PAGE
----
May 13, 2021 03:30 pm ETEstimated Read Time: 5 Minutes
Arkansas has had a very slow rollout when it comes to implementing its medical cannabis market. In November of 2016, the majority of Arkansas voters voted yes on the Arkansas Medical Marijuana Amendment. Upon its passing, it legalized a medical cannabis market in the state with specific restrictions. The law required the Alcoholic Beverage Control Division to issue regulations for the cultivation and for dispensing medical cannabis in the state within 120 days after the passing of the amendment. Based on the law’s original language, they were also supposed to begin accepting applications for cultivation and dispensing in June of 2017, with patient cards being issued within the same time frame.
Unfortunately, in January of 2017, Arkansas legislatures passed a bill that delayed patient applications by two months and business licenses by 30 days. Later that year, the state issued rules and regulations for the testing, labeling, and registration of cannabis. While applications for cultivating and dispensing cannabis were accepted starting on June 30th of 2017, patients approved under the Arkansas Medical Marijuana Amendment did not access their medicine for the first time until May of 2019.
Arkansas Sees Elevated Numbers
Under the Arkansas Medical Marijuana Amendment, qualifying patients must have been diagnosed with one or multiple qualifying conditions defined by the bill. Qualifying patients are legally able to purchase up to two and a half ounces of medical cannabis once every 14 days under the state’s laws. Medical cannabis products can only be purchased from a state-licensed dispensary. While the Arkansas Medical Marijuana Amendment allows for 40 dispensaries statewide, at the time of this article being drafted, there were only 32 dispensaries currently operating in the state. However, six more have received approval and are in the process of opening.
According to statistics from the state website, the 2019 fiscal year showed the following stats for the Arkansas Medical Cannabis program.
8 licensed cultivation facilities with five in operation
692 dispensary agents employed
367 cultivation facility agents employed
The number of patients, employees, and licensed facilities aren’t the only areas that have seen an increase over the last few years regarding the Arkansas medical cannabis program. In December of 2019, media reported that over 4,200 lbs. of medical cannabis was purchased in the state in 2019, equaling more than $28.13 million in sales.
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However, media reports as of April 2021 show an average of $900,000 worth of medical cannabis being sold each day during a 31-day period, which ended April 11th. According to the reports, the 32 operating dispensaries in the state sold 3,730 lbs. worth of cannabis during these 31 days for a total of $27 million in sales.
How Taxes Are Distributed
As of September 2020, statistics show that the privilege tax of 4% which is applied to purchases by patients at dispensaries as well as by dispensary owners from cultivators had brought in nearly 7.7 million dollars to the state. Revenue generated from the privilege tax from cannabis sales in the state of Arkansas is distributed to the University of Arkansas for Medical Sciences to be allocated to help create the state’s very first National Cancer Institute. The privilege tax was set to expire in July of 2019, however, it was extended until later in 2021.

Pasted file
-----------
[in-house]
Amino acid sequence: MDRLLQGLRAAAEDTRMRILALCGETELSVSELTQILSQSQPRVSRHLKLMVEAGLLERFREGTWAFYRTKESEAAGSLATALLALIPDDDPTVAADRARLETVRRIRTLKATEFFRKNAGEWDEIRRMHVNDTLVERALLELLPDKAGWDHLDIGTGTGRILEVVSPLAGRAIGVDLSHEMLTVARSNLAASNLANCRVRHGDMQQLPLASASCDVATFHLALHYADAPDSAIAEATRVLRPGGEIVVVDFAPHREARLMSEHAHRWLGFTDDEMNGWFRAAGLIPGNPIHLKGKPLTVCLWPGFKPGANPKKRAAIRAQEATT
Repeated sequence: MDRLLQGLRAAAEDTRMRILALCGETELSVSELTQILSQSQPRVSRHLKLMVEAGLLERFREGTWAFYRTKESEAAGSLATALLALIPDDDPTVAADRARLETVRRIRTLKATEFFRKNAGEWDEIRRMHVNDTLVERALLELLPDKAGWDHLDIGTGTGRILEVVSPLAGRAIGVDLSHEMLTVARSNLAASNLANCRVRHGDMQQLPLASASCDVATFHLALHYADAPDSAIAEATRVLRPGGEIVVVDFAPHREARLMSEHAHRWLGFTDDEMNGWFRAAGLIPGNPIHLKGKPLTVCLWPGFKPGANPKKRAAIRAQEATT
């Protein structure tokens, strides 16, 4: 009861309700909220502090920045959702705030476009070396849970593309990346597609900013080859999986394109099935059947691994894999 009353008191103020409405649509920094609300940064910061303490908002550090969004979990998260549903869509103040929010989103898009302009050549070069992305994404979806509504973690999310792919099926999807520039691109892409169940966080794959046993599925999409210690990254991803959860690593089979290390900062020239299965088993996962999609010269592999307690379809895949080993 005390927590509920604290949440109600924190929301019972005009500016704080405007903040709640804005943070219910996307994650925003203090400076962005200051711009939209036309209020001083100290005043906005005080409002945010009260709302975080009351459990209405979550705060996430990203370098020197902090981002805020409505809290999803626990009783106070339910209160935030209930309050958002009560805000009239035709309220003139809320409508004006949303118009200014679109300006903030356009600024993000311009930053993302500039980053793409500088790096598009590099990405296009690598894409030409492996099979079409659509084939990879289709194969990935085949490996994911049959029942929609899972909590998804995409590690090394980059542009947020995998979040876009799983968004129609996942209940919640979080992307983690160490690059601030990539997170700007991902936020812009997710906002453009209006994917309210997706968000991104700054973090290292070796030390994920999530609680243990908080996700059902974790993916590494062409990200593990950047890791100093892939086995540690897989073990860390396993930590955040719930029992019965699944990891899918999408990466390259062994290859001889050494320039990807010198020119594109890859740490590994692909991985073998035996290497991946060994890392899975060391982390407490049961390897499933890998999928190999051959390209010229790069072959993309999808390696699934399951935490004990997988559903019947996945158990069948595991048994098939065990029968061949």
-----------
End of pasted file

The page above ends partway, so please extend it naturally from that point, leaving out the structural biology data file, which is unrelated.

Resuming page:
Arkansas Medical Cannabis Market is Still Inaccessible for Many
Many dispensaries that are operational within the state of Arkansas have also opted into offering delivery services. The majority of which require a minimum order amount and some even charge delivery fees per mile. With only 32 dispensaries operating in the state, there isn’t much competition to help drive down prices for patients. This has led to an overwhelming amount of calls to the Arkansas Medical Marijuana Commission.
According to the commission’s spokesperson Scott Hardin, their department simply oversees aspects regarding supply and demand and has no direct control over price points for patients. He did acknowledge that, from the beginning, the plan and hope have always been that as more dispensaries come onboard competition and availability would result in lower prices.
However, with only 40 dispensaries allowed in the state, they are already almost at max capacity. Representative Jay Richardson of Fort Smith Arkansas expressed to the media that he believed that more cultivators were needed in the state of Arkansas in order to drive down prices for the medical cannabis market. He made reference to how in the state of Oklahoma which borders his district there are more than 3,700 approved cultivators. Within the state of Oklahoma, cannabis patients can find quality medicine at much lower prices than what is available in Arkansas.
While Arkansas passed the medical marijuana program in order to help patients gain access to medicine it seems that by highly regulating the program, they have legalized it for patients, but it is still quite inaccessible by many. Unfortunately, Arkansas also does not allow for patients to cultivate their own cannabis therefore they must rely on licensed dispensaries, the products they offer, and the prices they make them available for to patients.
Ashley Priest is a patient, mother, entrepreneur, and activist that fights to end prohibition globally for a better future for all. Ashley has a passion for sharing education pertaining to the goddess plant known as cannabis. She believes that a single seed can tip the scales and that together through education we can end the stigma that is preventing cannabis from flowering to its full potential globally.
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